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Number of issues still to be addressed in the Housing (Cladding Remediation) (Scotland) Bill

Published: 09 January 2024
Time to read: 4 mins

Modern apartmant buildings at street of glasgow Scotland england uk

The Scottish Parliament has published its long-awaited Housing (Cladding Remediation) (Scotland) Bill.  This has taken considerable time to materialise, considering that the Grenfell tragedy occurred over 6 years ago, and the equivalent English legislation passed into law, in April 2022.

The key provisions of the Bill are the creation of a “Cladding Assurance Register” (CAR); granting of powers to assess and address danger; and the creation of a “Responsible Developers Scheme” (RDS)

The Bill provides that buildings:

  • constructed or redeveloped between 1 June 1992 and 1 June 2022;
  • containing at least one residential flat;
  • over 11 metres high; and
  • having an external cladding system

should have a “single-building assessment” (SBA) carried out.  This assessment should identify any risk to life caused by the cladding, and the work required to eliminate or mitigate it.  Such buildings can then be registered in the CAR provided that the SBA has been carried out, and any necessary work identified has been completed.  The CAR is therefore intended to provide comfort to anyone buying a flat in such a building.

The power to arrange SBAs in the Bill rests with Scottish Ministers, but this is not framed as an obligation, so as the Bill is currently drafted, SBAs will not be mandatory.  The Bill goes on to grant powers to require information reasonably required for carrying out an SBA or maintaining the CAR, and to arrange remediation work (including the power to remove occupants from the building).  These powers are fairly broad, and failure to comply with any requirements of the Scottish Ministers carries potential criminal sanctions.

It is worth noting the date range for the potentially affected works – June 1992 to June 2022 which means that some of the works which will be subject to an SBA may be over 20 years old.  In terms of existing Scots legislation, any claim for defective works or negligence in specifying defective cladding for use would cease to be enforceable after 5 years.  The point at which the 5-year clock for a claim commences is the subject of substantial case law, which is beyond the scope of this article.  However, it is clear that there is the potential in the Bill for construction professionals to be called upon to carry out or pay for remedial works, where their obligation to do so would have otherwise expired.  The Bill does not acknowledge the potential conflict with the existing legislation.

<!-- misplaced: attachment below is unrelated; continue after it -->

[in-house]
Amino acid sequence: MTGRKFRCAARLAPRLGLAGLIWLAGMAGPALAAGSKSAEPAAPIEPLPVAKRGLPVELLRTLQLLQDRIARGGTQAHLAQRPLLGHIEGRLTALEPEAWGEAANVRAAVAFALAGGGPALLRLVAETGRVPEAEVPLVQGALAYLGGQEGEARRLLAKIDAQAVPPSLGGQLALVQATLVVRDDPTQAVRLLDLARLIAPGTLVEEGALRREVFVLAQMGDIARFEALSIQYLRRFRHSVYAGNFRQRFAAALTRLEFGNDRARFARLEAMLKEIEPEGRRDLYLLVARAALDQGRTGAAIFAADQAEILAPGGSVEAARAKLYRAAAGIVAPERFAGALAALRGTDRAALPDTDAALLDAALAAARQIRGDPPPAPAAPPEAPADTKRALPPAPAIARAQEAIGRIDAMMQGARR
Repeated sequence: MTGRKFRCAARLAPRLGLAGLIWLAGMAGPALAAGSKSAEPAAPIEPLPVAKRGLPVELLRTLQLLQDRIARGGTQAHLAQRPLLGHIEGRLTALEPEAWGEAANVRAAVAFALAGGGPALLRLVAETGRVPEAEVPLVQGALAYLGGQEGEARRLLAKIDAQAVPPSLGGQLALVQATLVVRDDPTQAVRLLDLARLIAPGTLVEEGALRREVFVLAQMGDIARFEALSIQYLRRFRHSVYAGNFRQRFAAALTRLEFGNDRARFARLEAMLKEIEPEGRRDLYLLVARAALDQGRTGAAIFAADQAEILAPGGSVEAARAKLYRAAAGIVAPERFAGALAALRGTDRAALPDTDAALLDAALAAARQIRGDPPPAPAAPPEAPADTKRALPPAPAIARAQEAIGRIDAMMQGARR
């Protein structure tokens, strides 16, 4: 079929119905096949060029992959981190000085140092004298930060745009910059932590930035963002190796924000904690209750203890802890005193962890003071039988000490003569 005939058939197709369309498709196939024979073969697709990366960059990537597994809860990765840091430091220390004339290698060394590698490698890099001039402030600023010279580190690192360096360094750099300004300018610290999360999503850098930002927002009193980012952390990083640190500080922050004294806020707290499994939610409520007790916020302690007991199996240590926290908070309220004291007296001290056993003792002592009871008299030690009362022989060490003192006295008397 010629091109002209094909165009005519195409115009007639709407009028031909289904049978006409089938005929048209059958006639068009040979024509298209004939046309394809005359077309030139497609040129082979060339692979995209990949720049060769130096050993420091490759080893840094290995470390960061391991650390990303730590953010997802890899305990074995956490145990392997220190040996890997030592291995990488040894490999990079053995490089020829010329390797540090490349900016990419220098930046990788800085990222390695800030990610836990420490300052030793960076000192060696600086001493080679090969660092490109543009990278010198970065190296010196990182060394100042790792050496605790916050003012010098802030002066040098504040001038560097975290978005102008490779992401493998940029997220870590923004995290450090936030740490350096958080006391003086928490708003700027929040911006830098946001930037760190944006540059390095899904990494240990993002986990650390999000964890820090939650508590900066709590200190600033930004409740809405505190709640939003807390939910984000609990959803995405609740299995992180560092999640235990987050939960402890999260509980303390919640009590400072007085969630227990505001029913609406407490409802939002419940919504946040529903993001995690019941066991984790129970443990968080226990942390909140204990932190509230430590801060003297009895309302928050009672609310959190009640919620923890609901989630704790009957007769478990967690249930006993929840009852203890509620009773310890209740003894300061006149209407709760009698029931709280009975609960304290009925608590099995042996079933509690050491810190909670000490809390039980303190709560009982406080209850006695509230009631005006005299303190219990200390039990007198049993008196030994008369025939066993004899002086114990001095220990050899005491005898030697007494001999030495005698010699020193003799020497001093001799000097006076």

The RDS is intended “to secure that persons in the building industry address, or contribute towards the costs of addressing, risks to human life created or exacerbated…by…external wall cladding systems”.  In simple terms this means to hold the installers of cladding systems to account for any remedial work that may be required.  The Bill provides that eligibility for membership is to be made by regulations.  The RDS is set out in the Bill as a voluntary, opt-in scheme, which at first sight makes it seem akin to the Considerate Constructors Scheme [Considerate Constructors Scheme (ccscheme.org.uk)], a scheme for like-minded construction professionals working together for the greater good.  However, the Bill also sets out the proposed consequences for not being a member of the RDS.  The party operating the RDS is to publish a list of those eligible for the scheme who have opted not to join, which it defines, rather ominously, as a “prohibited developers list”.  The definition of those who may be eligible includes anyone “carrying on, for business purposes, activities connected with the construction of buildings”.  This will therefore potentially affect more than just contractors; architects, quantity surveyors and engineers may also be caught by the legislation. The consequences of appearing on the list may be severe.  Those who find themselves “named and shamed” may be prohibited from:

  • carrying out “any development” or any specific kind of development set out in the regulations;
  • obtaining grant or amendment of a building warrant; and/or
  • obtaining a completion certificate.

Breach of these prohibitions may carry criminal sanctions and substantial fines.  All of a sudden, the RDS seems much less like a voluntary scheme and more of a three-line whip.

The Housing (Cladding Remediation) (Scotland) Bill is borne from laudable intentions and response to a significant and high-profile tragedy.  However, as currently drafted, there are a number of issues which need to be addressed.  Of particular concern for construction professionals is the potential ramifications of not signing up to the RDS, while the legal profession should be looking with interest at how historic claims, which would otherwise have prescribed, will be handled.  Consultation on the draft Bill closed on 8 December 2023; one hopes that these issues will be addressed as part of this.

*This article originally featured in Project Scotland on 4 January 2024.

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